Seven day rolling averages about hospitalizations and deaths are helpful information.  Telling me the cumulative total of identified infections (from increased testing) and cumulative death counts is less helpful, actually less informative, and stokes fear, but that seems to constitute the core of most Covid stories throughout the media. All graphs I can find show falling numbers of hospitalizations and deaths (which are lagging indicators due to hospitalization usually preceding death).  In fact over the past 2 weeks, covid deaths in the US fell to 145 on 2 consecutive days.  Many of the Johns Hopkins statistics are running totals that by definition will never decline and are not weekly averages.  This makes the current situation seem more serious than it is. 


    Reports from boot camp classes for the Army and Marines show the virus spreads quickly, so it is quite contagious. In the most recent group of Army trainees since the virus led to shut downs, all were first tested at the beginning of training and none who tested positive entered the class.  A few weeks later, one trainee got sick and was hospitalized.  All were then tested and half were positive, but symptomless. In that young generally healthy group a few were hospitalized with symptoms,  trainees that tested positive but had no symptoms were put in isolation together, and no one died. The first Marine Boot Camp last month had similar results.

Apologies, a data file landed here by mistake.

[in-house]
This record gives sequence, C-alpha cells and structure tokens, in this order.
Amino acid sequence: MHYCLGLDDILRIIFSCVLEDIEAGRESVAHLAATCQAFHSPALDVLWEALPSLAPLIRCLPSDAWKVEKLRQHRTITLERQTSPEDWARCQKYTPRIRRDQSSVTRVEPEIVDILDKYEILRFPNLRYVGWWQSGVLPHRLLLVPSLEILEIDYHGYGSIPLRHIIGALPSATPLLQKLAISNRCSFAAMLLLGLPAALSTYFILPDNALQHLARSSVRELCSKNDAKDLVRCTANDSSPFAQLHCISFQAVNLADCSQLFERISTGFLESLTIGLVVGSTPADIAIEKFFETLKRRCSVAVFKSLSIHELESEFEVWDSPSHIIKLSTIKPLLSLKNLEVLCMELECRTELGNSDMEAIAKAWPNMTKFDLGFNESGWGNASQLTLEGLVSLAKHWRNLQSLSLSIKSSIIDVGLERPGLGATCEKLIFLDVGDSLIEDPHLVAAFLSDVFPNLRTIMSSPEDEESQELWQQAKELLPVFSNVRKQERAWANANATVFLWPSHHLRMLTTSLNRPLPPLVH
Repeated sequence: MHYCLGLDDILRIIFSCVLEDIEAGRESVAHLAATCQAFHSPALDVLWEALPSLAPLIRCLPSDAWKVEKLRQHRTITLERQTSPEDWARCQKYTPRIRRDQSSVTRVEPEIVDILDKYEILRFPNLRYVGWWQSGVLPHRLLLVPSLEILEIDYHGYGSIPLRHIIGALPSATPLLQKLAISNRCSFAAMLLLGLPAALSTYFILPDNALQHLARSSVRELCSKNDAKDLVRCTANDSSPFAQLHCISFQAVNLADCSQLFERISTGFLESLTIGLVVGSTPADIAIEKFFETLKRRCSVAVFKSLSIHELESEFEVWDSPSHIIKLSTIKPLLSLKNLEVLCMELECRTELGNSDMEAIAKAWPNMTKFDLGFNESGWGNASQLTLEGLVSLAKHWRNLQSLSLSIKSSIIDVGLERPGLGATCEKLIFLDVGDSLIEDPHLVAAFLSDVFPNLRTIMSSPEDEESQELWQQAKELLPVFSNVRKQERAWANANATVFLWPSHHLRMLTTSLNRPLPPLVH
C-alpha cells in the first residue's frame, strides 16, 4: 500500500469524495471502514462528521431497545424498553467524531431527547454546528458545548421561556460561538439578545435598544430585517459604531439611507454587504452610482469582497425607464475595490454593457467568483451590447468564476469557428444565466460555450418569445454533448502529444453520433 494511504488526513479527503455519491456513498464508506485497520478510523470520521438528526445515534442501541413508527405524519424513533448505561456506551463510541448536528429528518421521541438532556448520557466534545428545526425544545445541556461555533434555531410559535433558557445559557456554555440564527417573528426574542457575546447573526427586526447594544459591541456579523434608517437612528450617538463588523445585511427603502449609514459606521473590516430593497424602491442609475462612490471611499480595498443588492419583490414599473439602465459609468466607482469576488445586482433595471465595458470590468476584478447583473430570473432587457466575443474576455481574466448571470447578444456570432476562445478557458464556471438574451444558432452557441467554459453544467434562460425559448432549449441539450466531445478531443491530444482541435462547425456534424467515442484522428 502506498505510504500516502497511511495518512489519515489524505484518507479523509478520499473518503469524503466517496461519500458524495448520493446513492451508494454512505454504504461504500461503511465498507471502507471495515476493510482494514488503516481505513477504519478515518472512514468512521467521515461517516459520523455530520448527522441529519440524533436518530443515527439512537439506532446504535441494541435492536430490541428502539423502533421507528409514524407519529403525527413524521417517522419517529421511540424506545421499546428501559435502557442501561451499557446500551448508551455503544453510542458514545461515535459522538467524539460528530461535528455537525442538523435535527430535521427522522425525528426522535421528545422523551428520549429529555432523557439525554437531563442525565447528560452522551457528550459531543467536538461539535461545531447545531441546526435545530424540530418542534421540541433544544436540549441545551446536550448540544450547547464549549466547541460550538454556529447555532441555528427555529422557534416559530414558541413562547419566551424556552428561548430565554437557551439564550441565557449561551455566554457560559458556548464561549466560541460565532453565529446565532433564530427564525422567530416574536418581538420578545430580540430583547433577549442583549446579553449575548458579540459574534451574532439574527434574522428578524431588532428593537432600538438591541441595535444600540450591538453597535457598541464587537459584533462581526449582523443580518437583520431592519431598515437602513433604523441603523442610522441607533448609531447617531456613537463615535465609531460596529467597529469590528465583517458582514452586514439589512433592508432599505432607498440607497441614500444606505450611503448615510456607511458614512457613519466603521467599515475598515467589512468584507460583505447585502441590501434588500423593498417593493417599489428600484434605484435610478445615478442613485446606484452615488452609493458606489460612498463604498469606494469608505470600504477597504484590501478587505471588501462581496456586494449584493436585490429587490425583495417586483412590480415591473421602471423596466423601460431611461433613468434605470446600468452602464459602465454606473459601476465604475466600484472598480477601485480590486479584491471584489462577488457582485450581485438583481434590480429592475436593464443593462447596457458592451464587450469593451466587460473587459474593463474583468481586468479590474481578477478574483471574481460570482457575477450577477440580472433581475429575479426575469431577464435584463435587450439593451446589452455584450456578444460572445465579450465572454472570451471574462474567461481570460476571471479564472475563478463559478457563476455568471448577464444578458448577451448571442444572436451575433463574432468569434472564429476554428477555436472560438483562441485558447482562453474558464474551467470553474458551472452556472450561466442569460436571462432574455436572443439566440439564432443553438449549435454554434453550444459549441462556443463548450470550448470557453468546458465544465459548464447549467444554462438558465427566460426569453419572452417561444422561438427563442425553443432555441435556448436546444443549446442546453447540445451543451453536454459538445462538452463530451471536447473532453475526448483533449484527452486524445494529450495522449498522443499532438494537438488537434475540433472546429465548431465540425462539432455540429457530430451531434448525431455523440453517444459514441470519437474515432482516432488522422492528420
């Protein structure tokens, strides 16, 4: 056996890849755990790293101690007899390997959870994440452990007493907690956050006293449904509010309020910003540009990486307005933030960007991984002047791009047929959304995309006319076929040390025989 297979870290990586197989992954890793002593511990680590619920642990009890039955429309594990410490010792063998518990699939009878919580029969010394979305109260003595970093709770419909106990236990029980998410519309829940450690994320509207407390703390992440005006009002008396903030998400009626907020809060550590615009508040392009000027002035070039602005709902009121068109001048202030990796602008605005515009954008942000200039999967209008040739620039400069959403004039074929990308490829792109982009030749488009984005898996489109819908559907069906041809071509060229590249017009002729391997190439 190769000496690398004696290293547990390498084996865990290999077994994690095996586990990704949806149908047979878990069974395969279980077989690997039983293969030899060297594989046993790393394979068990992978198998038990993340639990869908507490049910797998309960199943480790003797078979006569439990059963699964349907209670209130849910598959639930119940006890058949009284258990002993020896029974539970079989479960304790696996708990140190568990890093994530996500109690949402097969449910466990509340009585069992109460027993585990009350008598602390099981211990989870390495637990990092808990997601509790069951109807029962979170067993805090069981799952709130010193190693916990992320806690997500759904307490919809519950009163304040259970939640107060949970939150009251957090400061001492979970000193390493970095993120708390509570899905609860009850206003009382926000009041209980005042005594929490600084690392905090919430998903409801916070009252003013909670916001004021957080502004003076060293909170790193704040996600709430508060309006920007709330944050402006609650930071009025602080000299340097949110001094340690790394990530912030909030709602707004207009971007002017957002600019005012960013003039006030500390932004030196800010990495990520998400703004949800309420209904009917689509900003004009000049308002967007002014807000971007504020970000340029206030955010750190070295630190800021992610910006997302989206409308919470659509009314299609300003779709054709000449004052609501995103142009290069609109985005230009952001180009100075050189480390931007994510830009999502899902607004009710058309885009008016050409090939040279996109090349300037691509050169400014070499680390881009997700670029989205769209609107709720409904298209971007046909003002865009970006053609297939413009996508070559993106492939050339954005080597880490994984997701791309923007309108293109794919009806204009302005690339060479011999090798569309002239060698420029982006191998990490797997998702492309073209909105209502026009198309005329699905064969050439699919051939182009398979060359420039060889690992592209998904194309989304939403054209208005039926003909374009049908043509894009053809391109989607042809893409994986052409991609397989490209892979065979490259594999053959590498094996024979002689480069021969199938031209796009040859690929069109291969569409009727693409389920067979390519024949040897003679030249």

To conclude, while stories about Christian doctors serving covid cases in NYC or overseas are good and provide a broader cultural perspective that we need to hear, I think World is not providing good quality reporting on Covid trends in the US.  Please step it up.

  • Nanamiro
    Posted: Wed, 06/24/2020 11:01 pm

    I agree. I love the fact that WORLD tends to dig in a little deeper than what we hear everywhere else. They haven't really done that with the Coronavirus crisis-at least not the medical part of the crisis. 

    Posted: Thu, 06/25/2020 11:17 pm

    Kris, I had trouble going to the link, but was successful with this